One of the great ironies of how our ancestors lived is how much of the “health” advice given today also goes entirely against how they lived, which leads people to believe that certain actions are healthy, when they may not be. The main actions that come to mind here are running, or any endurance exercise for that matter, and eating small frequent meals all throughout the day. Running for hours at a time never felt natural to me, and when I think about how my ancestors lived, my gut feeling may have been right. It is hard to imagine any reason that early human beings would run slowly for extended periods of time. They would have certainly sprinted at times, in an attempt to catch prey and or avoid becoming prey, but they would never run for miles and miles at a time. To travel long distances they would have obviously walked, simply because the human body is not cut out to run for extended periods. It is no coincidence that most people who are distance runners do not look very good. They usually aren’t super lean, and they are never muscular. This might be due to the fact that human beings evolved in a fashion that made running obsolete.

Driving this point home even further is the fact that primitive humans, especially males, would have had to be strong, with a significant amount of muscle. Without modern machines to help build shelters and lift heavy objects, this all would have been done by hand. Size and strength would have also benefited our ancestors in their hunting escapades, as well as when they were being hunted by other animals. This could very well explain why the modern human body responds much better to weight training than it does to excessive cardiovascular training. Weight training has also been shown to increase lifespan and quality of life through strength and injury prevention, far more than cardiovascular training.

In regards to our evolutionary past, this whole idea of eating many small meals throughout the day, may not be the best idea either, although it is one of the most excepted “healthy” things to do today. Unlike modern humans, our ancestors did not have the luxury of unlimited amounts of food being available at all times, mostly because they would have had no real way to preserve foods. Not only that, but they would have been far too busy performing all the tasks needed to stay alive to just roam around eating small meals all day. More than likely, our ancestors would have hunted for a long period, than feasted afterward and not ate again for another extended period. I personally ate small, frequent meals for years and years, and just like running, it never felt natural to me. Eating small meals all day long basically leaves you hungry all day long, because you never eat enough at one time to fully satiate yourself. Once I started eating two or three larger meals per day with extended periods of “fasting”, my hunger issues disappeared.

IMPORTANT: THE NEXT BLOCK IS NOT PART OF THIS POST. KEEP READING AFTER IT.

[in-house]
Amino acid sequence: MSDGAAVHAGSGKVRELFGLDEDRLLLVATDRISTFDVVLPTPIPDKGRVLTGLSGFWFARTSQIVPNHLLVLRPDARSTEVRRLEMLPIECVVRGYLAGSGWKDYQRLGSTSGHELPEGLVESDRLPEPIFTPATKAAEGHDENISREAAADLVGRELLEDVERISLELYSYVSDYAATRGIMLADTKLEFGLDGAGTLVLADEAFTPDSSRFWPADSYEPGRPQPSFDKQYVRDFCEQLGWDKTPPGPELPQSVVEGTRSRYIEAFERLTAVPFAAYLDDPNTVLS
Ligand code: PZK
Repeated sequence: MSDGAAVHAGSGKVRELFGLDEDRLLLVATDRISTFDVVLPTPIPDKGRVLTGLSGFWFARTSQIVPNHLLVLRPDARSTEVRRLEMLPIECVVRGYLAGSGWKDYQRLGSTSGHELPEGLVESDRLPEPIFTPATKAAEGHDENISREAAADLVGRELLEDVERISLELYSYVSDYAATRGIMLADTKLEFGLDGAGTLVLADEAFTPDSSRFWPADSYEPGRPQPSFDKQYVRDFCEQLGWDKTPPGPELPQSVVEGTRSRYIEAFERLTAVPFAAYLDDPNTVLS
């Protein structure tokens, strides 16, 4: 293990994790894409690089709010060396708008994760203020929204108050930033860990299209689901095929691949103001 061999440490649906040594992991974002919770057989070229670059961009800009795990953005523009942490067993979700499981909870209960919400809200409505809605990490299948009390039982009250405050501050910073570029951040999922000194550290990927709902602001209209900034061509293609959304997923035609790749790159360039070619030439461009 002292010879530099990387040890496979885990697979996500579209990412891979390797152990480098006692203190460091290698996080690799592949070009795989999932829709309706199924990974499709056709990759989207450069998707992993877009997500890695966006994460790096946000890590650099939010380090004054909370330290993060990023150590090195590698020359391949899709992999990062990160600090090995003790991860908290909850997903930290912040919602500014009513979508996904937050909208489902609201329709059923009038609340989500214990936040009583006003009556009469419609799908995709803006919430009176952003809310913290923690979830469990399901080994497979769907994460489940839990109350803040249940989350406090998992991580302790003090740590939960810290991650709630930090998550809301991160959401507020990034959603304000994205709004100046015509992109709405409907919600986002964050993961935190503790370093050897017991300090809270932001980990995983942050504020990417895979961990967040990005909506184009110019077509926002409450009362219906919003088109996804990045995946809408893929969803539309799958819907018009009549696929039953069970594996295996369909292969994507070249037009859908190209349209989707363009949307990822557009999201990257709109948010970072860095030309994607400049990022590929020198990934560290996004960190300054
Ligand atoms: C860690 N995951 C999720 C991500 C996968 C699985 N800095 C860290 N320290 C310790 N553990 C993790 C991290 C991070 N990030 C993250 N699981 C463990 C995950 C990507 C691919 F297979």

It must be noted that for a person who has never had a weight problem, practically any dietary regime will work fairly well. Often times people will say they eat many times throughout the day and it works great, but if you look into their past, they have never had an issue with food in their life. People like this can eat once a day or ten times a day and they will usually do fine, as they are not food lovers who struggle with their weight. Some people may also be thinking, many Americans already eat only one or two meals per day, so they are actually doing the right thing from an evolutionary standpoint, and that flies in the face of this entire discussion. While I do believe their food intake distribution might be correct, they are eating pasta, pizza, and cookies, not meats, veggies and healthy fats. No matter how you slice it, the foods you choose are, and always will be, ten times more important than when or how you eat them.

Next time you are wondering whether not a particular diet or training tactic is a good idea, take a few seconds to think back over the last couple million years and determine if what you are about to do resembles anything our bodies have evolved to do. If the food or activity choice is something that our ancestors did not partake in for millions of years, it is probably not a great idea to suddenly introduce it. Modern technology has allowed us to live a lifestyle that heavily contradicts the way we lived for millions of years, and ignores the fact that our bodies evolved to live in a fairly specific fashion. When an organism evolves over millions of years to live in a specific fashion, and you abruptly change that, bad things happen to that organism. No different than putting that polar bear in the middle of the desert.